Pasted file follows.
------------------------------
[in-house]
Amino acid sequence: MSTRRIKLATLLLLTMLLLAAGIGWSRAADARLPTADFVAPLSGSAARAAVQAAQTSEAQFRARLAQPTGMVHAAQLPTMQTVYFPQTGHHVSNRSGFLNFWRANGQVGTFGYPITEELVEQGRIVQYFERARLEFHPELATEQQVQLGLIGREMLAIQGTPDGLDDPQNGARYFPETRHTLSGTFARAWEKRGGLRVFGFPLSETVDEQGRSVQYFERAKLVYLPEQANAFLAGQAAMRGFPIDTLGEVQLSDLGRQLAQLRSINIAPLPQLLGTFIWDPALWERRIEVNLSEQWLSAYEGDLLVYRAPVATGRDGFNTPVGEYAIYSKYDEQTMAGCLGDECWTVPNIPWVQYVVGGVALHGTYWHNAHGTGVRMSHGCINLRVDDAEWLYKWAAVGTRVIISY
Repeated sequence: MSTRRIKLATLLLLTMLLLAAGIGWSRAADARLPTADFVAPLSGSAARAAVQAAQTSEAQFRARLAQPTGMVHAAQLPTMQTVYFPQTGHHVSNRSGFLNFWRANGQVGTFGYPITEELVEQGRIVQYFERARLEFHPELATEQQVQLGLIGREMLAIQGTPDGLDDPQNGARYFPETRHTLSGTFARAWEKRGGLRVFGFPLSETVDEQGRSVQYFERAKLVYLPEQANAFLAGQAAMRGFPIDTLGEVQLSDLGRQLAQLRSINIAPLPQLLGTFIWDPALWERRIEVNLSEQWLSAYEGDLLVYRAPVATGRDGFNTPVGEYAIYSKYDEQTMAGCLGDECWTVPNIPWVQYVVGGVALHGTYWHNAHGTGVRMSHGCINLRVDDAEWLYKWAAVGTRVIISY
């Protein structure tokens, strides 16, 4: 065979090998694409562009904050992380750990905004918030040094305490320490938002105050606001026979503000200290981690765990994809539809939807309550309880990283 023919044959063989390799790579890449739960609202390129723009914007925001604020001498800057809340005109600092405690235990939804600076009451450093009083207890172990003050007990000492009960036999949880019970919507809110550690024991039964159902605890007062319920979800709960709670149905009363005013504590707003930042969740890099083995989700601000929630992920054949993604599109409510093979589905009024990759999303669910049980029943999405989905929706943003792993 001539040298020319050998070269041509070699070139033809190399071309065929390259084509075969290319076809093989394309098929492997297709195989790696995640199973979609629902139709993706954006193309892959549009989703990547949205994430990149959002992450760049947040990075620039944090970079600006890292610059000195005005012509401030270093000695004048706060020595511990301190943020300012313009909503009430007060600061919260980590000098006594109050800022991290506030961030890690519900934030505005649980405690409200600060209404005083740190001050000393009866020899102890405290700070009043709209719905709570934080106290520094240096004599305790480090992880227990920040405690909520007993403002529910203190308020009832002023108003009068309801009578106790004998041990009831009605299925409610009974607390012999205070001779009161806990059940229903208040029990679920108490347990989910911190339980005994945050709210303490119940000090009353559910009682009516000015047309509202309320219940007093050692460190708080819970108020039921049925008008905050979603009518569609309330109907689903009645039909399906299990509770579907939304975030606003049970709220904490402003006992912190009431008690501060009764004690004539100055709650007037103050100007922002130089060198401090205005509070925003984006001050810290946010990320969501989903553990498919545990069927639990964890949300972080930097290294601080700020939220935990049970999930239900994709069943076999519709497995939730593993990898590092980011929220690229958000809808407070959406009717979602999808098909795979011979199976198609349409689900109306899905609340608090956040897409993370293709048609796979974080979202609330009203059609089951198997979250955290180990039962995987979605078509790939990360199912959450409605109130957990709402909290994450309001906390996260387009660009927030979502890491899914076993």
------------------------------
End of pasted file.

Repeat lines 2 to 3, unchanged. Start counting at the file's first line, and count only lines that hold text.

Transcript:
Amino acid sequence: MSTRRIKLATLLLLTMLLLAAGIGWSRAADARLPTADFVAPLSGSAARAAVQAAQTSEAQFRARLAQPTGMVHAAQLPTMQTVYFPQTGHHVSNRSGFLNFWRANGQVGTFGYPITEELVEQGRIVQYFERARLEFHPELATEQQVQLGLIGREMLAIQGTPDGLDDPQNGARYFPETRHTLSGTFARAWEKRGGLRVFGFPLSETVDEQGRSVQYFERAKLVYLPEQANAFLAGQAAMRGFPIDTLGEVQLSDLGRQLAQLRSINIAPLPQLLGTFIWDPALWERRIEVNLSEQWLSAYEGDLLVYRAPVATGRDGFNTPVGEYAIYSKYDEQTMAGCLGDECWTVPNIPWVQYVVGGVALHGTYWHNAHGTGVRMSHGCINLRVDDAEWLYKWAAVGTRVIISY
Repeated sequence: MSTRRIKLATLLLLTMLLLAAGIGWSRAADARLPTADFVAPLSGSAARAAVQAAQTSEAQFRARLAQPTGMVHAAQLPTMQTVYFPQTGHHVSNRSGFLNFWRANGQVGTFGYPITEELVEQGRIVQYFERARLEFHPELATEQQVQLGLIGREMLAIQGTPDGLDDPQNGARYFPETRHTLSGTFARAWEKRGGLRVFGFPLSETVDEQGRSVQYFERAKLVYLPEQANAFLAGQAAMRGFPIDTLGEVQLSDLGRQLAQLRSINIAPLPQLLGTFIWDPALWERRIEVNLSEQWLSAYEGDLLVYRAPVATGRDGFNTPVGEYAIYSKYDEQTMAGCLGDECWTVPNIPWVQYVVGGVALHGTYWHNAHGTGVRMSHGCINLRVDDAEWLYKWAAVGTRVIISY